Since Kim Jong Un signaled his openness to South Korea’s overtures in his New Year’s speech, Pyongyang and Seoul have advanced toward purposefully modest goals at a pace even incurable optimists would not have dared predict. Last week came agreement that athletes from the two sides would march under a single flag at the Olympic Games set to open in Pyeongchang, South Korea, next month. They also committed to putting a women’s hockey team with players from both countries on the ice. This is further than North and South have ever before gone, at least on the sporting side.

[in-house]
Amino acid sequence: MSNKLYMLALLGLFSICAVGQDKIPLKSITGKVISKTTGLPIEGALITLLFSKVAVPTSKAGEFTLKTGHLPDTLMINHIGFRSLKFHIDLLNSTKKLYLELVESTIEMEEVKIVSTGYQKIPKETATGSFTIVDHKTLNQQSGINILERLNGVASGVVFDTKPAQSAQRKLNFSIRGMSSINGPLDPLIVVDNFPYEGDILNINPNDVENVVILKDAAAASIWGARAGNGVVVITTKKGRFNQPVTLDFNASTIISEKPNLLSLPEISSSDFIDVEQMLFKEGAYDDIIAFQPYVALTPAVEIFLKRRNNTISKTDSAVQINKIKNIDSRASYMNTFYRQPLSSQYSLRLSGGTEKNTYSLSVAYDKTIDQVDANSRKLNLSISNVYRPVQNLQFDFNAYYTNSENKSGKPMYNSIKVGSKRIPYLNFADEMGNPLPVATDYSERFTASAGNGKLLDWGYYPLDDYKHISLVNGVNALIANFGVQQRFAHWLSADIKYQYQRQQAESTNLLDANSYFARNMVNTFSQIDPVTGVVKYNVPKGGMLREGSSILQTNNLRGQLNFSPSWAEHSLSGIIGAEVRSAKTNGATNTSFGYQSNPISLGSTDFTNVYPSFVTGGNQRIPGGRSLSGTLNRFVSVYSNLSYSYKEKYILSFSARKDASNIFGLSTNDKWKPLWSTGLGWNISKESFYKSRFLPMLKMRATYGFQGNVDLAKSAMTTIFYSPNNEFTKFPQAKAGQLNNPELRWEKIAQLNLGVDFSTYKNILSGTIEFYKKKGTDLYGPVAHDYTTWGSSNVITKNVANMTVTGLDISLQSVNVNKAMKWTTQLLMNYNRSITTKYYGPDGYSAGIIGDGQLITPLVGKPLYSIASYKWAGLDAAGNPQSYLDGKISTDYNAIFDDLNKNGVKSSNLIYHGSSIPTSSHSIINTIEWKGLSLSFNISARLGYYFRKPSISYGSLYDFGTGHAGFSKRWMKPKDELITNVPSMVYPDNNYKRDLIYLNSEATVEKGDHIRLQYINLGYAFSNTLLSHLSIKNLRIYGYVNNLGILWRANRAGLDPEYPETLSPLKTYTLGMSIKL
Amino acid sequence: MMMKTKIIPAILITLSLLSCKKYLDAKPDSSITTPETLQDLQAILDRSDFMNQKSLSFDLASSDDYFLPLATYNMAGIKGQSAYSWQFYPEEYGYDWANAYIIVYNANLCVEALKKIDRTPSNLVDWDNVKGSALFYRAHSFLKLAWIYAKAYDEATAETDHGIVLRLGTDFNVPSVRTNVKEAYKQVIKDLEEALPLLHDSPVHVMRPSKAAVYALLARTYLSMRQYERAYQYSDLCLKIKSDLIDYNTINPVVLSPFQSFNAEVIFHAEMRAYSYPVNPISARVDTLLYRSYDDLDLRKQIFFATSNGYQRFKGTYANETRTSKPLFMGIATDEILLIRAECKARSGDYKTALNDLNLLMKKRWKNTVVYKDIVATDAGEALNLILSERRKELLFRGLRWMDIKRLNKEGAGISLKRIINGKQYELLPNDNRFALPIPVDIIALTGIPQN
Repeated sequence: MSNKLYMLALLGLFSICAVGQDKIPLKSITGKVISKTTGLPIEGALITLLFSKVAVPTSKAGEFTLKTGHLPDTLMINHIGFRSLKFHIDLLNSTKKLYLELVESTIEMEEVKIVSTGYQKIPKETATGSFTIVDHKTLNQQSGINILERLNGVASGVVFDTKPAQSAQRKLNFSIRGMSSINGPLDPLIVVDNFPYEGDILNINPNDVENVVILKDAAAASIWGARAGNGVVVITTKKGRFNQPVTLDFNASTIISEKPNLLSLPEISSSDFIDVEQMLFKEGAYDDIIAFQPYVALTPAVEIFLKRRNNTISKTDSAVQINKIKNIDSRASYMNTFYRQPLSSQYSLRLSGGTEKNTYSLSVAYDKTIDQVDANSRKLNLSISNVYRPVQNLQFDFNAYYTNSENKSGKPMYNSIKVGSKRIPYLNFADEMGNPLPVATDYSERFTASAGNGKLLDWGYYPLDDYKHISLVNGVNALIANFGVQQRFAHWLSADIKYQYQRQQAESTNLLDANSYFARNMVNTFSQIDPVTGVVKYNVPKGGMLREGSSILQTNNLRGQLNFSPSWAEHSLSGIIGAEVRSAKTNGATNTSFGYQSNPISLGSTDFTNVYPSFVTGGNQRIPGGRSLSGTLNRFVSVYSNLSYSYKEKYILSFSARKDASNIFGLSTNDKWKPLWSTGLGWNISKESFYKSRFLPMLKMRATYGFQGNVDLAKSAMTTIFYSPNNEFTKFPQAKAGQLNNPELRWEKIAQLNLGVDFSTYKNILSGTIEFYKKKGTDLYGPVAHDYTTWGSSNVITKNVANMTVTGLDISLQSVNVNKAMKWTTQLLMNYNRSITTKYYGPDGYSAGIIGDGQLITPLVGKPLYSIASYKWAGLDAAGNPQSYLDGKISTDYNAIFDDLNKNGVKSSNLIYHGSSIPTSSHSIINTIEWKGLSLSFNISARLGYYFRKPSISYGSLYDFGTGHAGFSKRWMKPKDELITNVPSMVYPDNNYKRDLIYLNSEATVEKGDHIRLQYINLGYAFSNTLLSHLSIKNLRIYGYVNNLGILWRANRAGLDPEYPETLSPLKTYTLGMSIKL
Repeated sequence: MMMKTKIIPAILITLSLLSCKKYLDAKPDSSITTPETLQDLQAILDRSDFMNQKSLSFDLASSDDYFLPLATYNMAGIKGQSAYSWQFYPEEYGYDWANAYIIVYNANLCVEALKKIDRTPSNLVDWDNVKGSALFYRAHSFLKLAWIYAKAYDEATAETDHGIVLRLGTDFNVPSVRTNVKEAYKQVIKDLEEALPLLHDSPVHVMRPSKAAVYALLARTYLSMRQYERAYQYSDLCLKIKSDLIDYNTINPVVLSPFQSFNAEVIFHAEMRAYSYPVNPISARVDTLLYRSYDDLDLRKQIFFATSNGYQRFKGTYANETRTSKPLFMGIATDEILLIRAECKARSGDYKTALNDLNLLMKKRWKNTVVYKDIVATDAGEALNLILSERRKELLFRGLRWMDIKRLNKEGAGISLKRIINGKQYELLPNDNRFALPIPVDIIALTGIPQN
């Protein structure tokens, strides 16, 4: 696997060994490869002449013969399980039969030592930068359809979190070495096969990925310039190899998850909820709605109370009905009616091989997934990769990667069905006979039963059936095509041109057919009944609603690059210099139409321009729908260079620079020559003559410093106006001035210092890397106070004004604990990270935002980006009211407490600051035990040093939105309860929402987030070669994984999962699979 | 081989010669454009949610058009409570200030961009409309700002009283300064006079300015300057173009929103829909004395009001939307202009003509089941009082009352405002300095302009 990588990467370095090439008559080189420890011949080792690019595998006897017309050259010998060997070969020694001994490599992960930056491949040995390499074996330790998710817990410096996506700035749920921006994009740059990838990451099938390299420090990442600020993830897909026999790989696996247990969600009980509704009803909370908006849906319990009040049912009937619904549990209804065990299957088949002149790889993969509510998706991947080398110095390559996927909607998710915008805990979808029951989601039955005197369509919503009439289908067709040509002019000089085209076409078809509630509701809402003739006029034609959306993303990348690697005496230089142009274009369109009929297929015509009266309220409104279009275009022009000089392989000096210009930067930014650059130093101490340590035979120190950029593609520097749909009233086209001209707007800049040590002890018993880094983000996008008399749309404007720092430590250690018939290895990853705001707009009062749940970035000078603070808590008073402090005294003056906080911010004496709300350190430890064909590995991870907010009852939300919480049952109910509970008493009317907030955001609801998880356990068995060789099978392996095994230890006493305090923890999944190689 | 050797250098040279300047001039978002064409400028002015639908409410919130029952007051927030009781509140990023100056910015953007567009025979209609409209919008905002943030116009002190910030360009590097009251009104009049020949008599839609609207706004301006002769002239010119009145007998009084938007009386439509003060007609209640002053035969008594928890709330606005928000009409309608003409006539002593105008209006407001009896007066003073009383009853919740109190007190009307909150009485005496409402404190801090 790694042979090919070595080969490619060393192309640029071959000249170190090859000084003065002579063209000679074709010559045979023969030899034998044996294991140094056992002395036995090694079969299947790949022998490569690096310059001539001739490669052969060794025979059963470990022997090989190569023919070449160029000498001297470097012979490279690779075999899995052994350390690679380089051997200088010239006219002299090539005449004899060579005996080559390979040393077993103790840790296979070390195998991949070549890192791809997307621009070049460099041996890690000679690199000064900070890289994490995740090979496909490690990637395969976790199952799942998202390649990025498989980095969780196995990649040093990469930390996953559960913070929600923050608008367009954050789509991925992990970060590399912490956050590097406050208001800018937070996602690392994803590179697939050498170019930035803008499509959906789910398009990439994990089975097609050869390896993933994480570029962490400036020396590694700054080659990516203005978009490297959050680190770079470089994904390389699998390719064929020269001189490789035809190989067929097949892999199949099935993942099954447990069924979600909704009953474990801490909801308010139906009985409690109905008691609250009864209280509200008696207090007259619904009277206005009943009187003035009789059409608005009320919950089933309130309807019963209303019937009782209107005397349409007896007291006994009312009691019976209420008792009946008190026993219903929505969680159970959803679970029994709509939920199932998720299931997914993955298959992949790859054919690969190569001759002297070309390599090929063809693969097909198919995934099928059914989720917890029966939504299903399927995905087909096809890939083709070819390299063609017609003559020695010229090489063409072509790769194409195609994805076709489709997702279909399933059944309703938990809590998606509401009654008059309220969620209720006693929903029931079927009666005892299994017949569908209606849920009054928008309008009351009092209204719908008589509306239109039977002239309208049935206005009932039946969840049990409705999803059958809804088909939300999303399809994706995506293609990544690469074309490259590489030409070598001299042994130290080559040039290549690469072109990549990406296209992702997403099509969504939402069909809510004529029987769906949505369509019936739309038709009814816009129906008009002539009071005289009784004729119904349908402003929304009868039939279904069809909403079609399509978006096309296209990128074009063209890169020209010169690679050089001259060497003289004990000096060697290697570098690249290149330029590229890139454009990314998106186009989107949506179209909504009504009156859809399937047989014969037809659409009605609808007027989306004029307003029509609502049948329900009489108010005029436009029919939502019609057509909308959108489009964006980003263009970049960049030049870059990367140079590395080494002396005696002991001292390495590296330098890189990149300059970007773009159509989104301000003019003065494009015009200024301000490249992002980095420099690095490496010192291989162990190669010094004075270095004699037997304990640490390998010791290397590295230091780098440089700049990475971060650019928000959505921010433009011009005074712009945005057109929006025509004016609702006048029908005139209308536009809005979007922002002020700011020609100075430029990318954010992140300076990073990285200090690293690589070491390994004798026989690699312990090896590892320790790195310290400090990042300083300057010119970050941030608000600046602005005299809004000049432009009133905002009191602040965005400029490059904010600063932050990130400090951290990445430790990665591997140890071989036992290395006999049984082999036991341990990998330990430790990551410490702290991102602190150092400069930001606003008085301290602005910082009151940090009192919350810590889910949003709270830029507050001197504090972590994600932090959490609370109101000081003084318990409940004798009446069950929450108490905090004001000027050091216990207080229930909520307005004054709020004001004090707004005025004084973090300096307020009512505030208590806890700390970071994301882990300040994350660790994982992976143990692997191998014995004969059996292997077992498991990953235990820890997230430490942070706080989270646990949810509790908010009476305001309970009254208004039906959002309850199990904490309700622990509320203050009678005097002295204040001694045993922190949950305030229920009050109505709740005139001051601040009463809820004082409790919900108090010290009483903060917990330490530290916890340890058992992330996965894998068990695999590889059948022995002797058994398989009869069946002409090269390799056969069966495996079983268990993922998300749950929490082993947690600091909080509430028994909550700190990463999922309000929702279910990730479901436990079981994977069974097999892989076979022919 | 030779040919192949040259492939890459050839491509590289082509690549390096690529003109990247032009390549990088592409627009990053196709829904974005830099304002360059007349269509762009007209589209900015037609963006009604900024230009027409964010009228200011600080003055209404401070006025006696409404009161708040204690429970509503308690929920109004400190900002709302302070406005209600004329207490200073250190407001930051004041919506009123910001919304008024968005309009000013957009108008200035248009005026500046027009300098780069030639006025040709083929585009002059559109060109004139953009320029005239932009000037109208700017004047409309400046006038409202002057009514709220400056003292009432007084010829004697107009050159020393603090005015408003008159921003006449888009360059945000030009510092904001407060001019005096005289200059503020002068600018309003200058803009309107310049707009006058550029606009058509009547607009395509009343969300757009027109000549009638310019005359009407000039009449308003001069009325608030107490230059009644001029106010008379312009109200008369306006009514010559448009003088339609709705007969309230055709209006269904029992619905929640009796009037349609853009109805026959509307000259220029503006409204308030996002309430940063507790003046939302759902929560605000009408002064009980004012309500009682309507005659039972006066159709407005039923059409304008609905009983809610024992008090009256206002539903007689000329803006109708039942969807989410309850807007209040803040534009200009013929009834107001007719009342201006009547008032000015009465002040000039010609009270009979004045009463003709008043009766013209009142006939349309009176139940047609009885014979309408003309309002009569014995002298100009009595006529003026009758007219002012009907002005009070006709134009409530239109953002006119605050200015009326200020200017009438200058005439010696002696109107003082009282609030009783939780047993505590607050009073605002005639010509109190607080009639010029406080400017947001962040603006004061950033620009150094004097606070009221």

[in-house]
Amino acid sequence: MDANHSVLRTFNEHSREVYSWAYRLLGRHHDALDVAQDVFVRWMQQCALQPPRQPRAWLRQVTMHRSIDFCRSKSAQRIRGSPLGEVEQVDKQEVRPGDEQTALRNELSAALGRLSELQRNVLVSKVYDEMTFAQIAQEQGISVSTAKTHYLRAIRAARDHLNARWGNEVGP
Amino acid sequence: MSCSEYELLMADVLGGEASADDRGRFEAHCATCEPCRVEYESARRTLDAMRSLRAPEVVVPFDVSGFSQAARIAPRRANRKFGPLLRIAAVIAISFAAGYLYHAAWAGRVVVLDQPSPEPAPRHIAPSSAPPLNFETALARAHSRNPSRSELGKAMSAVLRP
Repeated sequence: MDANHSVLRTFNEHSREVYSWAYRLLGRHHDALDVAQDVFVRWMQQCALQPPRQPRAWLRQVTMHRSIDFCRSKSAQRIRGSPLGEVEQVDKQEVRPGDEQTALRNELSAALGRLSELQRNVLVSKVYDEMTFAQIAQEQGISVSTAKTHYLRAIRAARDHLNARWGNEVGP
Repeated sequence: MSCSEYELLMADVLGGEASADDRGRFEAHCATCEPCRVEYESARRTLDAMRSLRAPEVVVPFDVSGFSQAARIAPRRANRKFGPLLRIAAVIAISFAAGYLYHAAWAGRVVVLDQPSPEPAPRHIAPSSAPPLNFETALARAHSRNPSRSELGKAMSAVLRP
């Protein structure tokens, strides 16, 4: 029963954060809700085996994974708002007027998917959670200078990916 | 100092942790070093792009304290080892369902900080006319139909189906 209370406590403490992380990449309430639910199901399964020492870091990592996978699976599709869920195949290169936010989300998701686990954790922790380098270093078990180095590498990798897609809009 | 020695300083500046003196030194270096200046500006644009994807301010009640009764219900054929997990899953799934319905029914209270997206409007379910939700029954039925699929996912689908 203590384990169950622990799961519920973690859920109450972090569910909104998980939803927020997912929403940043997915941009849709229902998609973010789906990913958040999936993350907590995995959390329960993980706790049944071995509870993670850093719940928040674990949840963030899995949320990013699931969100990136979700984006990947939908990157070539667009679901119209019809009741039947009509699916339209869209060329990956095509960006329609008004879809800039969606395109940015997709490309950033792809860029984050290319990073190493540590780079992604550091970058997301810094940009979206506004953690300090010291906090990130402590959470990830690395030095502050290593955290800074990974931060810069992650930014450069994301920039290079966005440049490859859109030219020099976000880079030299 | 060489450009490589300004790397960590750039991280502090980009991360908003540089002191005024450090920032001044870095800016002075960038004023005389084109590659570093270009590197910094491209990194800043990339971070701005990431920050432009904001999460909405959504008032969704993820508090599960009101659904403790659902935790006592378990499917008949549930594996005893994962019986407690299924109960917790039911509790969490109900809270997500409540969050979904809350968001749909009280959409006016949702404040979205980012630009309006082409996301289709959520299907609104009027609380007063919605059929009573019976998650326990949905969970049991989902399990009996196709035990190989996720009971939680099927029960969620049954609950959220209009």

It is now possible — no, it behooves us — to look through the dense curtain of Orientalist rhetoric Washington and our media generate — a madman, a young man of careening unpredictability — and consider who the North Korean leader might be. There are numerous indications he is a would-be modernizer in the mold of his late father, Kim Jong Il. This point now requires close scrutiny. A report issued Friday by Bretton Woods Research, a financial advisory firm, put it this way:

We believe Kim sees the dialogue as a bridge to a potential lifting of South Korean unilateral sanctions and the possibility of tapping South Korea’s deep pockets for investment. … Arguably, Swiss-educated Kim has done more to open the North Korean economy than any other leader since the nation’s founding.